cols_label: Relabel one or more columns

View source: R/modify_columns.R

cols_labelR Documentation

Relabel one or more columns


Column labels can be modified from their default values (the names of the columns from the input table data). When you create a gt table object using gt(), column names effectively become the column labels. While this serves as a good first approximation, column names aren't often appealing as column labels in a gt output table. The cols_label() function provides the flexibility to relabel one or more columns and we even have the option to use the md() or html() helper functions for rendering column labels from Markdown or using HTML.


cols_label(.data, ..., .list = list2(...))



A table object that is created using the gt() function.


One or more named arguments of column names from the input .data table along with their labels for display as the column labels. We can optionally wrap the column labels with md() (to interpret text as Markdown) or html() (to interpret text as HTML).


Allows for the use of a list as an input alternative to ....


It's important to note that while columns can be freely relabeled, we continue to refer to columns by their original column names. Column names in a tibble or data frame must be unique whereas column labels in gt have no requirement for uniqueness (which is useful for labeling columns as, say, measurement units that may be repeated several times—usually under different spanner column labels). Thus, we can still easily distinguish between columns in other gt function calls (e.g., in all of the fmt*() functions) even though we may lose distinguishability in column labels once they have been relabeled.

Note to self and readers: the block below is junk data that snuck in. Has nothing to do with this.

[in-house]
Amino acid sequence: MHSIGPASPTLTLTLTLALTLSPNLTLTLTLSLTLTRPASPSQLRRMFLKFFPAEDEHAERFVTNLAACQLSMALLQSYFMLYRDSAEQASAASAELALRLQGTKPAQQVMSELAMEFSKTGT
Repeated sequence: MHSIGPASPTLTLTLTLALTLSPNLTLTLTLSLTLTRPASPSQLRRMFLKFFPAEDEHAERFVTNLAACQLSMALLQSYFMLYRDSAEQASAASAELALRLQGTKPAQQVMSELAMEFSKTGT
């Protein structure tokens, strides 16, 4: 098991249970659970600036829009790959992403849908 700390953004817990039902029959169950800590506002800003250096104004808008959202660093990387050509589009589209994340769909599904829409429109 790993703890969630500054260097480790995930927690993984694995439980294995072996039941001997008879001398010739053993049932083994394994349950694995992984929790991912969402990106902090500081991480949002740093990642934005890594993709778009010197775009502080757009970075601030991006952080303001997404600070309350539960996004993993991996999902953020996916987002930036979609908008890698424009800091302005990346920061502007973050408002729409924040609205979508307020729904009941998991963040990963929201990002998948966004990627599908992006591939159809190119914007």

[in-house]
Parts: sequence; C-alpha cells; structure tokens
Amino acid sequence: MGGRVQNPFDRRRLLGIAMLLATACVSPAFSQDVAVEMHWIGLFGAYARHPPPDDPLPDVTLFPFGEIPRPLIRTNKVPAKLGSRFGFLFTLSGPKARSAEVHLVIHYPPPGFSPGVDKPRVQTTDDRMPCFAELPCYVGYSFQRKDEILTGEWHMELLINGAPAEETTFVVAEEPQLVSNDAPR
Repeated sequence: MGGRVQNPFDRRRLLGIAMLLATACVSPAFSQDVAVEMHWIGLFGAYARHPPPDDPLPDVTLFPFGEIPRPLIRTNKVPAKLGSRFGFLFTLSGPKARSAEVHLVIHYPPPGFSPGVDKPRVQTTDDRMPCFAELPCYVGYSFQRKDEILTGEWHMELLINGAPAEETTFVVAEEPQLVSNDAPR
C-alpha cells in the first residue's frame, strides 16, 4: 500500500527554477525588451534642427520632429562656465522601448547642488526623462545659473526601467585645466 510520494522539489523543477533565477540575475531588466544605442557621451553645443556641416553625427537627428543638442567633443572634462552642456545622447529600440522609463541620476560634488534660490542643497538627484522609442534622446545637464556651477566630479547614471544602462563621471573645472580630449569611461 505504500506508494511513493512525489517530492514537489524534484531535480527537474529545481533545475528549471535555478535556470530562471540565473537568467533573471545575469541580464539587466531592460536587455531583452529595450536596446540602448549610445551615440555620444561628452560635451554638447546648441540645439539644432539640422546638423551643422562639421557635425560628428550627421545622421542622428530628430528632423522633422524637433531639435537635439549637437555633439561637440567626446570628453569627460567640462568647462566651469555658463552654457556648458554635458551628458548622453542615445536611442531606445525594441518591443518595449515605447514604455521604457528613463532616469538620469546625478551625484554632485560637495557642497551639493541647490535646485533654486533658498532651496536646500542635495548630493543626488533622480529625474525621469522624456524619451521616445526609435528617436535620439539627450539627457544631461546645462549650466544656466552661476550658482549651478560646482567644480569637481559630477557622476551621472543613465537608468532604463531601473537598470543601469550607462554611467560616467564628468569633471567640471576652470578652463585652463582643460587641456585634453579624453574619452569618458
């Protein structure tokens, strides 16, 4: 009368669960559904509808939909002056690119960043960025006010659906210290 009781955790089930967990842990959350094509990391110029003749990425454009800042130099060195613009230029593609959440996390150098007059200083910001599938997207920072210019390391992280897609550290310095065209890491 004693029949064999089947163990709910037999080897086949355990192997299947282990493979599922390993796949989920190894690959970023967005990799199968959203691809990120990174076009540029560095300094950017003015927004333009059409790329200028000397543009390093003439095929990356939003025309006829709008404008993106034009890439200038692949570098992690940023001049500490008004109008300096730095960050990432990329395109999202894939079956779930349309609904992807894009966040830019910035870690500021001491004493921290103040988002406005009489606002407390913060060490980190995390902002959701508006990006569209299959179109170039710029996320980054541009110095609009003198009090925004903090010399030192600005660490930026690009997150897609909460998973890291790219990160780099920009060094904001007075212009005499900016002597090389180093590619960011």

An object of class gt_tbl.


Use countrypops to create a gt table. Relabel all the table's columns with the cols_label() function to improve its presentation.

countrypops %>%
  dplyr::select(-contains("code")) %>%
  dplyr::filter(country_name == "Mongolia") %>%
  tail(5) %>%
  gt() %>%
    country_name = "Name",
    year = "Year",
    population = "Population"


Using countrypops again to create a gt table, we label columns just as before but this time make the column labels bold through Markdown formatting.

countrypops %>%
  dplyr::select(-contains("code")) %>%
  dplyr::filter(country_name == "Mongolia") %>%
  tail(5) %>%
  gt() %>%
    country_name = md("**Name**"),
    year = md("**Year**"),
    population = md("**Population**")

Function ID


See Also

Other Modify Columns: cols_align(), cols_hide(), cols_merge_n_pct(), cols_merge_range(), cols_merge_uncert(), cols_merge(), cols_move_to_end(), cols_move_to_start(), cols_move(), cols_unhide(), cols_width()

gt documentation built on May 24, 2022, 5:06 p.m.